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**Ecological Role of Acorns:**
– Acorns are crucial in forest ecology.
– The abundance of acorn crops impacts various animals.
– Acorns are termed mast along with other nuts.
– Various wildlife species feed on acorns due to their rich nutrients.
– Acorns rely on biological seed dispersal agents like squirrels and jays.

**Anatomy, Nutrition, and Uses of Acorns:**
– Acorns contain one or occasionally two seeds with tough shells.
– They are rich in carbohydrates, fats, proteins, vitamins, and minerals.
– Acorns also contain bitter tannins which can be removed by leaching.
– Acorns can be used to make flour, roasted for enhanced flavor, and even as massage oil.
– Traditional methods of leaching acorns have been passed down in some cultures.

**Culinary and Historical Uses of Acorns:**
– Acorns were once a dietary staple in various cultures.
– They were important in early human history as a food source.
– Acorns have been used in ancient Iberian cuisine and as a coffee substitute.
– Native Americans stored acorns for long periods for winter scarcity.
– Acorns can be used in modern diets after proper preparation.

**Cultural Significance of Acorns:**
– The acorn motif is prevalent in Roman, Celtic, and Scandinavian art.
– Acorns have been used as symbols in military and various institutions.
– Acorns are charged in heraldry and symbolize National Trails in England and Wales.
– Acorns have cultural significance in various societies and have been featured in literature and art.
– Acorns are not only snacks for animals but also hold cultural value.

**Management and Utilization of Acorns:**
– Symposiums have discussed the ecology and management of California oaks, including acorns.
– Acorns have management implications for oak habitats.
– Acorns can be processed into flour for culinary uses.
– Reports from the USDA Forest Service focus on the management implications of mammals in oak habitats.
– The utilization of acorns has implications for the management and preservation of oak habitats.

Acorn (Wikipedia)

The acorn, or oaknut, is the nut of the oaks and their close relatives (genera Quercus and Lithocarpus, in the family Fagaceae). It usually contains one seed (occasionally two seeds), enclosed in a tough, leathery shell, and borne in a cup-shaped cupule. Acorns are 1–6 cm (122+12 in) long and 0.8–4 cm (381+58 in) on the fat side. Acorns take between 5 and 24 months (depending on the species) to mature; see the list of Quercus species for details of oak classification, in which acorn morphology and phenology are important factors.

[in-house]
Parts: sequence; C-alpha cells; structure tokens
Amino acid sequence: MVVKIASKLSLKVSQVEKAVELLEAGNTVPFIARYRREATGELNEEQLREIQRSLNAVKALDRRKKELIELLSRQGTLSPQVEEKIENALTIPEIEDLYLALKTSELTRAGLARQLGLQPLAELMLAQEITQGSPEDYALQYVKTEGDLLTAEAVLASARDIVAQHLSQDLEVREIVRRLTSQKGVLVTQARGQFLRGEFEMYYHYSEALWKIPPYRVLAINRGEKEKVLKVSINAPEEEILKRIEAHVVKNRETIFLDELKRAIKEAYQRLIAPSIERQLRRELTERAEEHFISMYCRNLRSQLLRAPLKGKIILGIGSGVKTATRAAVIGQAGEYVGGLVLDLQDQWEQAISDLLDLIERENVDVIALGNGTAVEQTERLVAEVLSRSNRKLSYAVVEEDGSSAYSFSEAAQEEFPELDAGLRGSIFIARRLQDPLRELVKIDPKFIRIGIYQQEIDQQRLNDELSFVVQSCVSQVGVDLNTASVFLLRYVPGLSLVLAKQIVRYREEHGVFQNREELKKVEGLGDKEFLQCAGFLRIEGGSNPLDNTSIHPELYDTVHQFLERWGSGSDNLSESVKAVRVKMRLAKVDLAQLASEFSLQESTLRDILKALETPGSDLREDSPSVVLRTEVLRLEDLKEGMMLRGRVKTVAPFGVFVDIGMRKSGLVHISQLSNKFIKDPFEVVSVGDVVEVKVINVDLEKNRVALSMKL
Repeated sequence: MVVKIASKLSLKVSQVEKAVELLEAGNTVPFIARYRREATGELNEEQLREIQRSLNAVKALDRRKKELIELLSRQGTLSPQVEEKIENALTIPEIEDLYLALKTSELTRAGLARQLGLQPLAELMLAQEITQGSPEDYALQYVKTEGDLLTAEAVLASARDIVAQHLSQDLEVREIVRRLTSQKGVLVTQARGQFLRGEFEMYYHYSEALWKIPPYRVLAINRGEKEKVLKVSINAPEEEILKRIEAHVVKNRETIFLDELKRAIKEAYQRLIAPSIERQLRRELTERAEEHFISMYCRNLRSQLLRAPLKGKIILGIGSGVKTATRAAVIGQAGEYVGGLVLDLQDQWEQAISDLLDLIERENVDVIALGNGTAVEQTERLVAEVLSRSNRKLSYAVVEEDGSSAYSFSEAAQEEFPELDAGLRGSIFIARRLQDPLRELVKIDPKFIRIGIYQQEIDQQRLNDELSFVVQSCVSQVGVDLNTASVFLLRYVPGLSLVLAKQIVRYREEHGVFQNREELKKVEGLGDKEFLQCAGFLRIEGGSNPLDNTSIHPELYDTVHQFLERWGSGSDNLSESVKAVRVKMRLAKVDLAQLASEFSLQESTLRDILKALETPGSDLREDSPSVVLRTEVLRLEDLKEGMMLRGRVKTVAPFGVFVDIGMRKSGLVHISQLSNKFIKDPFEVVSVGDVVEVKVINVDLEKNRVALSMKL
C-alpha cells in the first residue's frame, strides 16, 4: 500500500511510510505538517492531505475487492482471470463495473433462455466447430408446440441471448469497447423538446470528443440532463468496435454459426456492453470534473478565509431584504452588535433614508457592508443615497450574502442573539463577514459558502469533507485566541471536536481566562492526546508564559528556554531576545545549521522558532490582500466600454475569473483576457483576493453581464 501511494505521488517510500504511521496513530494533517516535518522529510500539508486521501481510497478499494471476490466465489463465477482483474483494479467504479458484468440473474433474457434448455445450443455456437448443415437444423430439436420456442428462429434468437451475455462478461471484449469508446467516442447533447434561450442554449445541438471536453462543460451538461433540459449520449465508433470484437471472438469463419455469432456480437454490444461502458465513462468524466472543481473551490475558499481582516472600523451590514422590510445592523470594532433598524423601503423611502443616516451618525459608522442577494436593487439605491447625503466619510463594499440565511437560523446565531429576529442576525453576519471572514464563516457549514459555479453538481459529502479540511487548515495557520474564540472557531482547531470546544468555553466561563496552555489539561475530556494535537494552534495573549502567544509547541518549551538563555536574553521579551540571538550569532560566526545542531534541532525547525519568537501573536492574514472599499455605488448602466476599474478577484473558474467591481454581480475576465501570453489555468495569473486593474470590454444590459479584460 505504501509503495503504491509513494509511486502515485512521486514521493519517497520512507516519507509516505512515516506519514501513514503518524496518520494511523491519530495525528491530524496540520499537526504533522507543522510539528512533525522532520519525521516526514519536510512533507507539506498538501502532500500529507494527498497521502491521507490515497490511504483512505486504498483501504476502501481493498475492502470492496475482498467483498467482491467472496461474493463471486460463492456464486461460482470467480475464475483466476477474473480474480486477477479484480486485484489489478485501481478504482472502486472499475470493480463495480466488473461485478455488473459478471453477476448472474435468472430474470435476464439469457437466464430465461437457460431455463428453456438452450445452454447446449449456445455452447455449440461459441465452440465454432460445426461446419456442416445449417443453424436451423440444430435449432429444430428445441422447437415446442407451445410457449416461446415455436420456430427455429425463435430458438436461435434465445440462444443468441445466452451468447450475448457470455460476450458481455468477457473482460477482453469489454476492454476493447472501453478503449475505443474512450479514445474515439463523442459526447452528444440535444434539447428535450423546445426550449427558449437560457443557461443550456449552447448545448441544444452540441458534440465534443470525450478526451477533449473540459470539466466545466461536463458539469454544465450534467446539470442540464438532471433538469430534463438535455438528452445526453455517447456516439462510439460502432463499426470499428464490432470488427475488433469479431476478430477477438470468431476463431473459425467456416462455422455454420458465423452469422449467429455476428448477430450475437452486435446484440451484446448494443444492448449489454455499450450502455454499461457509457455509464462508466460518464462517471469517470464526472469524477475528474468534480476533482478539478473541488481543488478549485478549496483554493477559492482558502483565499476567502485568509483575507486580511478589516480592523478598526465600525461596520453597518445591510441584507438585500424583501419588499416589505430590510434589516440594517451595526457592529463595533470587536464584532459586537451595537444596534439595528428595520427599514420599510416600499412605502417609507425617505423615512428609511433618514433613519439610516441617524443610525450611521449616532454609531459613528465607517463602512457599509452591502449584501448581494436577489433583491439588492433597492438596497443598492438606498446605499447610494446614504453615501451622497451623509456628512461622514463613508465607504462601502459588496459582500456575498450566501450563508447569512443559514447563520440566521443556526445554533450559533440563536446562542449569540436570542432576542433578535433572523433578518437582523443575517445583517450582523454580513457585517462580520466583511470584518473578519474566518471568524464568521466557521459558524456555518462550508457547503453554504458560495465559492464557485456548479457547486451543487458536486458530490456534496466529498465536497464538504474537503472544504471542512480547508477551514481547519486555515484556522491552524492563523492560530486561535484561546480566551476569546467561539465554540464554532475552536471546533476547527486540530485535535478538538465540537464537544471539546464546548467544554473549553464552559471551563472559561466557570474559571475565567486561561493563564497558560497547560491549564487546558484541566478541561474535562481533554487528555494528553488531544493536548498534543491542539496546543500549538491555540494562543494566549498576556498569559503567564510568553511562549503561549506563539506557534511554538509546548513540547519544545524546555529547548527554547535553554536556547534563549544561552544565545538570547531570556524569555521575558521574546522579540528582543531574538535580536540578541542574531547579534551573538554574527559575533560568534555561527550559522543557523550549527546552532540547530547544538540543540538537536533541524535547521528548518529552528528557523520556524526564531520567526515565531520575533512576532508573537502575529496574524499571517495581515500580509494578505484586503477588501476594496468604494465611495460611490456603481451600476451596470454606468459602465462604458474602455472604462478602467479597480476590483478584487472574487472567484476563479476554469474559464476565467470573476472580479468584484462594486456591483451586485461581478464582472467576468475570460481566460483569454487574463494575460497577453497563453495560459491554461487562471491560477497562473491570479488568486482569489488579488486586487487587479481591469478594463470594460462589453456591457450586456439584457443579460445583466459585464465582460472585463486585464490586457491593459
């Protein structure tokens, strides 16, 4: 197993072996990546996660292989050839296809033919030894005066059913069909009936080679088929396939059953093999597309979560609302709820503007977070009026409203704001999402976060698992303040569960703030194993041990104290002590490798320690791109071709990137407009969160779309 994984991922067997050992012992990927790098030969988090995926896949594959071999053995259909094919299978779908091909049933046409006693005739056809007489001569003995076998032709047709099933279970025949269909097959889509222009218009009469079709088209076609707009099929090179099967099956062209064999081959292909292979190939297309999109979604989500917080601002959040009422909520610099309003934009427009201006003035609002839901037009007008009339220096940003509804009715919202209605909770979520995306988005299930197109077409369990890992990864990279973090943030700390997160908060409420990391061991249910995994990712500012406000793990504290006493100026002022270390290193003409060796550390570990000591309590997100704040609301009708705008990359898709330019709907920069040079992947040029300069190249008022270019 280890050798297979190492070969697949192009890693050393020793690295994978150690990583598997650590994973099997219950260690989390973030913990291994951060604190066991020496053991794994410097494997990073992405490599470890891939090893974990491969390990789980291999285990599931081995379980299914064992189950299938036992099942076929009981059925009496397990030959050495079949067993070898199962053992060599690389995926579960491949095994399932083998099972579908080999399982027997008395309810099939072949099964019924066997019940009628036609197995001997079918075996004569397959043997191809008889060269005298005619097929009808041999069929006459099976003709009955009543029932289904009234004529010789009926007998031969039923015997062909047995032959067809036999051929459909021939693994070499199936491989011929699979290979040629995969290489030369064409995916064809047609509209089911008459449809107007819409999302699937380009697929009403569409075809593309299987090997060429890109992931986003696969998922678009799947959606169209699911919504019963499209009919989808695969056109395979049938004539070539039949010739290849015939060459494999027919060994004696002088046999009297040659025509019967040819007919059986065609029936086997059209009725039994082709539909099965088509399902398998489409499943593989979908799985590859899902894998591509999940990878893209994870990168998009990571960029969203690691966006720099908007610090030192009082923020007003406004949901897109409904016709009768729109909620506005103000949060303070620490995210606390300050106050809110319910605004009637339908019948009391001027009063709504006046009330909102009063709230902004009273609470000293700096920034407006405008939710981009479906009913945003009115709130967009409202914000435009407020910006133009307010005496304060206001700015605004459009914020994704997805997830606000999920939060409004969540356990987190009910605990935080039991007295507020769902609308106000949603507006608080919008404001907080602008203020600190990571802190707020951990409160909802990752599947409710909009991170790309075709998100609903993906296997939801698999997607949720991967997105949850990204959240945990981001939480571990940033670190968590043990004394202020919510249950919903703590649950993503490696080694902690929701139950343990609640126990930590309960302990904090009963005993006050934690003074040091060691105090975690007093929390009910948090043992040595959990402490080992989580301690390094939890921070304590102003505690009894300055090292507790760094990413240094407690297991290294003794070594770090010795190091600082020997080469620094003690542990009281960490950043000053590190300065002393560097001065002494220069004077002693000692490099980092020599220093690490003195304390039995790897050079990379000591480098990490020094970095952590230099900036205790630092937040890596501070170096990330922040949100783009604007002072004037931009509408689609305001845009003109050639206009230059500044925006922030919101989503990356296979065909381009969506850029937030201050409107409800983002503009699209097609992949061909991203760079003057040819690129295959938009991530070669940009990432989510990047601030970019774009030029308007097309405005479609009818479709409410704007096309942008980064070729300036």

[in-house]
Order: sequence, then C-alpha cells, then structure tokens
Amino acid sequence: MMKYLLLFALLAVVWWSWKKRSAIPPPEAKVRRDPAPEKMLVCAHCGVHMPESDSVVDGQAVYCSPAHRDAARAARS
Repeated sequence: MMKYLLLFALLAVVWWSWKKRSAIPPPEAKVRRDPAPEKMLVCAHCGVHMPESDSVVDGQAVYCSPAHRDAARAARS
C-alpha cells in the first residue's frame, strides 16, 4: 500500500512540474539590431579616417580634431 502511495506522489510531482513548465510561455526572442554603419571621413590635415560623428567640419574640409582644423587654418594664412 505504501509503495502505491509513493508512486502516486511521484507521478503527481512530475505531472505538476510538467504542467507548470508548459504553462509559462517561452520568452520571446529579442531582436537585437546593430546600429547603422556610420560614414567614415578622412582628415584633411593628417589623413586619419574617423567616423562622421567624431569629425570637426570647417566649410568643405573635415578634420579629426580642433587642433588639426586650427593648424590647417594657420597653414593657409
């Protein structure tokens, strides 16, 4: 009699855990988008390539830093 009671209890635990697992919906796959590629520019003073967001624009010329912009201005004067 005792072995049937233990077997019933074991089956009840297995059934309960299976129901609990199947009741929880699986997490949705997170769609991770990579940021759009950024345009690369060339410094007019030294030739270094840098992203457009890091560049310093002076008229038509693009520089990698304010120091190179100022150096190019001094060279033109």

English oak acorn
Acorns from small to large of the Willow Oak, Q. phellos (very small, at center); the Southern Red Oak, Q. falcata; the White Oak, Q. alba; the Scarlet Oak, Q. coccinea; from southern Greenville County, SC, USA. Scale bar at upper right is 1 centimetre (0.39 in).
Diagram of the anatomy of an acorn: A.) Cupule B.) Pericarp (fruit wall) C.) Seed coat (testa) D.) Cotyledons (2) E.) Plumule F.) Radicle G.) Remains of style. Together D., E., and F. make up the embryo.
Acorn, raw
Nutritional value per 100 g (3.5 oz)
Energy1,619 kJ (387 kcal)
40.75 g
23.85 g
Saturated3.102 g
Monounsaturated15.109 g
Polyunsaturated4.596 g
6.15 g
Tryptophan0.074 g
Threonine0.236 g
Isoleucine0.285 g
Leucine0.489 g
Lysine0.384 g
Methionine0.103 g
Cystine0.109 g
Phenylalanine0.269 g
Tyrosine0.187 g
Valine0.345 g
Arginine0.473 g
Histidine0.170 g
Alanine0.350 g
Aspartic acid0.635 g
Glutamic acid0.986 g
Glycine0.285 g
Proline0.246 g
Serine0.261 g
Vitamin A equiv.
2 μg
Thiamine (B1)
0.112 mg
Riboflavin (B2)
0.118 mg
Niacin (B3)
1.827 mg
Pantothenic acid (B5)
0.715 mg
Vitamin B6
0.528 mg
Folate (B9)
87 μg
Vitamin C
0.0 mg
41 mg
.621 mg
0.79 mg
62 mg
1.337 mg
79 mg
539 mg
0 mg
0.51 mg
Other constituentsQuantity
Water27.9 g

Percentages estimated using US recommendations for adults, except for potassium, which is estimated based on expert recommendation from the National Academies.
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